-applause- A little lengthy and repetitive at points, but way better put than I could have done l. Bravo!
Also, I find it sad that on tumblr, you have to be of a certain identity for people to even consider your opinion on certain subjects. I mean, I guess people would argue that “well white hetero cismen have that privilege in non-tumblr America” (which I don’t even think is true in this day and age, but that’s another issue), but this is a case where two wrongs don’t make a right. Focus on getting your message out there, not on trying to block the messages of others. I believe in free and open debate where we are all welcome to participate, regardless of identity, and we should never be put down for our identities*. Isn’t that what America is about?
*Unless you identify as something other than human or as a multiple system AND you don’t have a psychiatric condition like lycanthropy or multiple personality disorder or schizophrenia. I still won’t put down your arguments, though, unless your arguments consist of demanding that I accept your “identity.”
"not every work of fiction needs to have queer characters or poc in it"
step outside your house. walk a few blocks. every day has queer people and poc in it. unless this work of fiction takes place in your basement then in fact every work of fiction needs to have queer characters AND poc in it
It really depends on when and where the story is located. The world is not a homogeneous place with an equal distribution of POC and queer people everywhere at every time. Wellesley College probably has at least 20% queer people; other places have less than 1%. In some areas, 90% of the people are black; in other areas, 90% of the people are white. My high school, with a population of about 6,000 people, had maybe five or six Asian students during the time I was there. That is less than one tenth of one percent. At Stony Brook, by contrast, 25% of the students are Asian. You tell me to step outside my house and look around my neighborhood. There is not a single POC on my block. There are a few further out, but I don’t really know them. There are people in some areas who have never met a queer person before, at least not an openly queer person, and such people would have a difficult time incorporating queer people into a work of fiction.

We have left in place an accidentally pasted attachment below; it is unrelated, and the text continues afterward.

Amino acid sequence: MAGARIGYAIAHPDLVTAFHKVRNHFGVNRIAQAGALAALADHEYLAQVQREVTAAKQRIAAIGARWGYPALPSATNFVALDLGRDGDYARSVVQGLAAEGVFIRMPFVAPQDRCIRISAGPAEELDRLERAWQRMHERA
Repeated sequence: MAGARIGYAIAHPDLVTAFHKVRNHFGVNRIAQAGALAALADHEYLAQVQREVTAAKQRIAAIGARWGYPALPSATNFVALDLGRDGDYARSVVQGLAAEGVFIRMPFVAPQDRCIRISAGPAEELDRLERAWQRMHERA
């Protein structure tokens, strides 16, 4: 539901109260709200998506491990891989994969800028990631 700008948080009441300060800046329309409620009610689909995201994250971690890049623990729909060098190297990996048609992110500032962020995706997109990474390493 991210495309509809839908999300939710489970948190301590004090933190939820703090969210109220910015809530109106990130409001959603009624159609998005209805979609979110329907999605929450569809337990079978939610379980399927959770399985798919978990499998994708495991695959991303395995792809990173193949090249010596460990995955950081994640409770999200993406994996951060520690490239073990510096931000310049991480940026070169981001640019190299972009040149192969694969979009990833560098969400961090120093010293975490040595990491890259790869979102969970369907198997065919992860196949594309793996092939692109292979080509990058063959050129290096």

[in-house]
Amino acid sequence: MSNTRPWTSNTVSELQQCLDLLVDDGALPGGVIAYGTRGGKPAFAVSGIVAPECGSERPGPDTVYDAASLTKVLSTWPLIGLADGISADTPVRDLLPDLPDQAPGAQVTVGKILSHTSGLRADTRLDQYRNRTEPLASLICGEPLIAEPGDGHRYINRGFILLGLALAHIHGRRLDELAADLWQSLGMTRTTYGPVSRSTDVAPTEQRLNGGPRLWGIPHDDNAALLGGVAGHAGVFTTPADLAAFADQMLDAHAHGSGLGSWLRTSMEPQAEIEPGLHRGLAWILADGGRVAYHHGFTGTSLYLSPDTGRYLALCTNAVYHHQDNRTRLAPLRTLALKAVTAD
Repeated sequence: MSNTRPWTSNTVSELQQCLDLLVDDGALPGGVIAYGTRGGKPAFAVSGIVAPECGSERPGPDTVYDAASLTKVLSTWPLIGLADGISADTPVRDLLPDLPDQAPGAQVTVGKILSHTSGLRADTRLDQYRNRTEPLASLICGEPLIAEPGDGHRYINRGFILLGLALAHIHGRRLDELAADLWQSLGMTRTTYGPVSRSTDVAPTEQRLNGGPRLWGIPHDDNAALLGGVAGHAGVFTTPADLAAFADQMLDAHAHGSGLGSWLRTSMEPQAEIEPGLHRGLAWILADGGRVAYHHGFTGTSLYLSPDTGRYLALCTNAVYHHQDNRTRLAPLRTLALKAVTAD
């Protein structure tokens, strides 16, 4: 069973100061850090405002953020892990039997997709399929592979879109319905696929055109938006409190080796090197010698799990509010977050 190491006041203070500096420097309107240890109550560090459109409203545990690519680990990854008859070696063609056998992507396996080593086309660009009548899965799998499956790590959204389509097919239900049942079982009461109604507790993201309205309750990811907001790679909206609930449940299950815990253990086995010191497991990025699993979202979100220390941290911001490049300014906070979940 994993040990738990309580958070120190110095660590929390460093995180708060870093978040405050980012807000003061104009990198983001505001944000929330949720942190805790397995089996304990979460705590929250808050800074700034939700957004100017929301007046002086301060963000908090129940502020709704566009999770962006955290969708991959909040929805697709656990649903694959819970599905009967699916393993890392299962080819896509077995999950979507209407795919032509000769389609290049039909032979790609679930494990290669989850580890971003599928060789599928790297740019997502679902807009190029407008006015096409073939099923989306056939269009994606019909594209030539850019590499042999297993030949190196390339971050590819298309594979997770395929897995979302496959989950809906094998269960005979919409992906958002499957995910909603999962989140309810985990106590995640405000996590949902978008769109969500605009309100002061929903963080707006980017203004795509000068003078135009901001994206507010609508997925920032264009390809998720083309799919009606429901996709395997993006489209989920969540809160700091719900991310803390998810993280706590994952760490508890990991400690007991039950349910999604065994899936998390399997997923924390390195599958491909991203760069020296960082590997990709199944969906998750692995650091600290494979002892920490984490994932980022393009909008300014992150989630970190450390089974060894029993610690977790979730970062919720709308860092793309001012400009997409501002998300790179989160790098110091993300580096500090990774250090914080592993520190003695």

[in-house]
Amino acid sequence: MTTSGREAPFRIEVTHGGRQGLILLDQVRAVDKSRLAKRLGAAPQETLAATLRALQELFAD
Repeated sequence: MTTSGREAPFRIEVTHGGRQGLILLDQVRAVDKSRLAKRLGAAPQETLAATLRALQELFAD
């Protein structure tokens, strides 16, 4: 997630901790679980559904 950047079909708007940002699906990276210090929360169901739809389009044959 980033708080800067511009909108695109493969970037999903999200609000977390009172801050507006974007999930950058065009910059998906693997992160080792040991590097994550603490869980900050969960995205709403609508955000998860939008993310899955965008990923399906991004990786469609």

Not every Shakespearean story had a POC, and when they did, it was often to make a point, as in Othello. Modern takes of Romeo and Juliet in which the two houses are people of different colors are great, but given the society that Shakespeare lived in, it would not have been appropriate for him to have written the story that way. To Kill a Mockingbird doesn’t have any queer characters (except possibly Dill, but we don’t know that from the story), which, again, would have been inappropriate for the time and place it was written and probably would have distracted the reader from the main message of the story.
POC and queer people are as much a part of humanity as anyone else, but there are many more things that distinguish one human from another than skin color, gender identity, and sexual orientation. Adding POC and queer people to a story out of obligation just makes for forced story elements. By all means, include POC and queer people in your story if it feels right to you, but don’t feel that you have to, either.
want to go and see Pacific Rim…
who wants to come with me?